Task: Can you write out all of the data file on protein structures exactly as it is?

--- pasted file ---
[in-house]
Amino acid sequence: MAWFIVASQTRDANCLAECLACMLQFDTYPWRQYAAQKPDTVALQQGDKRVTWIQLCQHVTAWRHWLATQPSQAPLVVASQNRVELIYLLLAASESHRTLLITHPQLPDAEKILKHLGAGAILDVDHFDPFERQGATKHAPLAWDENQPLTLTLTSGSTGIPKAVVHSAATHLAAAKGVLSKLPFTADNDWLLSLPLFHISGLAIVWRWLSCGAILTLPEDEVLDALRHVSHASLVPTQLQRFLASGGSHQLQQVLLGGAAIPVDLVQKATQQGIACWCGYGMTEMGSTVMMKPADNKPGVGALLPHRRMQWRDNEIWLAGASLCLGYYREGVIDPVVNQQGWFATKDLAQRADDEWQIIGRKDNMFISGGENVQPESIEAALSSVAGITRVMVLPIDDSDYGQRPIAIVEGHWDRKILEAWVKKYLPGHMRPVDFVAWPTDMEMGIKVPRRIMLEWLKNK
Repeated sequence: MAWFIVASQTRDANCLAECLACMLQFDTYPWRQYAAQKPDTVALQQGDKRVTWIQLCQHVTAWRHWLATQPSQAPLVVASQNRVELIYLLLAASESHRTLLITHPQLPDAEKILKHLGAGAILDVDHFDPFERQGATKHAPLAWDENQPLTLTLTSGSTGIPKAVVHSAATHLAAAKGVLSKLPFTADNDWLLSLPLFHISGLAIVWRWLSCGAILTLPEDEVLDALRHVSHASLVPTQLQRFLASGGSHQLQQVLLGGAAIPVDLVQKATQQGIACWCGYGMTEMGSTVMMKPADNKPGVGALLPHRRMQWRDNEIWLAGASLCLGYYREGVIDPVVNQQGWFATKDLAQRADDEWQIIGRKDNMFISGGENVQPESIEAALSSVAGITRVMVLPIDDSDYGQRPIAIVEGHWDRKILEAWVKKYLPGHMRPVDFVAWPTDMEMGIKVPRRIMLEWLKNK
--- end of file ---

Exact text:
[in-house]
Amino acid sequence: MAWFIVASQTRDANCLAECLACMLQFDTYPWRQYAAQKPDTVALQQGDKRVTWIQLCQHVTAWRHWLATQPSQAPLVVASQNRVELIYLLLAASESHRTLLITHPQLPDAEKILKHLGAGAILDVDHFDPFERQGATKHAPLAWDENQPLTLTLTSGSTGIPKAVVHSAATHLAAAKGVLSKLPFTADNDWLLSLPLFHISGLAIVWRWLSCGAILTLPEDEVLDALRHVSHASLVPTQLQRFLASGGSHQLQQVLLGGAAIPVDLVQKATQQGIACWCGYGMTEMGSTVMMKPADNKPGVGALLPHRRMQWRDNEIWLAGASLCLGYYREGVIDPVVNQQGWFATKDLAQRADDEWQIIGRKDNMFISGGENVQPESIEAALSSVAGITRVMVLPIDDSDYGQRPIAIVEGHWDRKILEAWVKKYLPGHMRPVDFVAWPTDMEMGIKVPRRIMLEWLKNK
Repeated sequence: MAWFIVASQTRDANCLAECLACMLQFDTYPWRQYAAQKPDTVALQQGDKRVTWIQLCQHVTAWRHWLATQPSQAPLVVASQNRVELIYLLLAASESHRTLLITHPQLPDAEKILKHLGAGAILDVDHFDPFERQGATKHAPLAWDENQPLTLTLTSGSTGIPKAVVHSAATHLAAAKGVLSKLPFTADNDWLLSLPLFHISGLAIVWRWLSCGAILTLPEDEVLDALRHVSHASLVPTQLQRFLASGGSHQLQQVLLGGAAIPVDLVQKATQQGIACWCGYGMTEMGSTVMMKPADNKPGVGALLPHRRMQWRDNEIWLAGASLCLGYYREGVIDPVVNQQGWFATKDLAQRADDEWQIIGRKDNMFISGGENVQPESIEAALSSVAGITRVMVLPIDDSDYGQRPIAIVEGHWDRKILEAWVKKYLPGHMRPVDFVAWPTDMEMGIKVPRRIMLEWLKNK